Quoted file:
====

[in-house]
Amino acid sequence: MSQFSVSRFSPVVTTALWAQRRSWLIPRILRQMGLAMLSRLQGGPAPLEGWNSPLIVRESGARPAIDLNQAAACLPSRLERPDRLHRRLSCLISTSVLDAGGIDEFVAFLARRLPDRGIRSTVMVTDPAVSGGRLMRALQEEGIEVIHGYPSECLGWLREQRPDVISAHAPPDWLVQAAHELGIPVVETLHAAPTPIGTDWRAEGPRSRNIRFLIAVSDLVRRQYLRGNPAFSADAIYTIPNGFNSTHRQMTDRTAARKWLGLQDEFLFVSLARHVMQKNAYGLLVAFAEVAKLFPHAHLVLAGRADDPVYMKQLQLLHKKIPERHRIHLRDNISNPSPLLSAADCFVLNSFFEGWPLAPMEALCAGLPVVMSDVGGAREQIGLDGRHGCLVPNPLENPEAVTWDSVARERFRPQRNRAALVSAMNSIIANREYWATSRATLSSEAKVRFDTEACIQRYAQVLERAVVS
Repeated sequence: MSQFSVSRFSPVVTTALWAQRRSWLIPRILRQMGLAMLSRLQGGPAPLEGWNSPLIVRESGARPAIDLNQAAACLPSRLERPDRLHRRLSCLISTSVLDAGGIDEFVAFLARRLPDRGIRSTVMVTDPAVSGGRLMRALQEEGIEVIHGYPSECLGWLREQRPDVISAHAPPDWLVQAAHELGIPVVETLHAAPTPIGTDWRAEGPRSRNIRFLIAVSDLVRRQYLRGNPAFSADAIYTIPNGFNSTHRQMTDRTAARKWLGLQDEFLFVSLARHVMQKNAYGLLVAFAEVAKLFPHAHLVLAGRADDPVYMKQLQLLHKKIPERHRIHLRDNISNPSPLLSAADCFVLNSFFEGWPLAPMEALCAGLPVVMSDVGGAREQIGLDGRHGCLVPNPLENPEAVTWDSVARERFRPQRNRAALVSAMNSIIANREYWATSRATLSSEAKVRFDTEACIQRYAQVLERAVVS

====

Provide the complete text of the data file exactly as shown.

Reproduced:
[in-house]
Amino acid sequence: MSQFSVSRFSPVVTTALWAQRRSWLIPRILRQMGLAMLSRLQGGPAPLEGWNSPLIVRESGARPAIDLNQAAACLPSRLERPDRLHRRLSCLISTSVLDAGGIDEFVAFLARRLPDRGIRSTVMVTDPAVSGGRLMRALQEEGIEVIHGYPSECLGWLREQRPDVISAHAPPDWLVQAAHELGIPVVETLHAAPTPIGTDWRAEGPRSRNIRFLIAVSDLVRRQYLRGNPAFSADAIYTIPNGFNSTHRQMTDRTAARKWLGLQDEFLFVSLARHVMQKNAYGLLVAFAEVAKLFPHAHLVLAGRADDPVYMKQLQLLHKKIPERHRIHLRDNISNPSPLLSAADCFVLNSFFEGWPLAPMEALCAGLPVVMSDVGGAREQIGLDGRHGCLVPNPLENPEAVTWDSVARERFRPQRNRAALVSAMNSIIANREYWATSRATLSSEAKVRFDTEACIQRYAQVLERAVVS
Repeated sequence: MSQFSVSRFSPVVTTALWAQRRSWLIPRILRQMGLAMLSRLQGGPAPLEGWNSPLIVRESGARPAIDLNQAAACLPSRLERPDRLHRRLSCLISTSVLDAGGIDEFVAFLARRLPDRGIRSTVMVTDPAVSGGRLMRALQEEGIEVIHGYPSECLGWLREQRPDVISAHAPPDWLVQAAHELGIPVVETLHAAPTPIGTDWRAEGPRSRNIRFLIAVSDLVRRQYLRGNPAFSADAIYTIPNGFNSTHRQMTDRTAARKWLGLQDEFLFVSLARHVMQKNAYGLLVAFAEVAKLFPHAHLVLAGRADDPVYMKQLQLLHKKIPERHRIHLRDNISNPSPLLSAADCFVLNSFFEGWPLAPMEALCAGLPVVMSDVGGAREQIGLDGRHGCLVPNPLENPEAVTWDSVARERFRPQRNRAALVSAMNSIIANREYWATSRATLSSEAKVRFDTEACIQRYAQVLERAVVS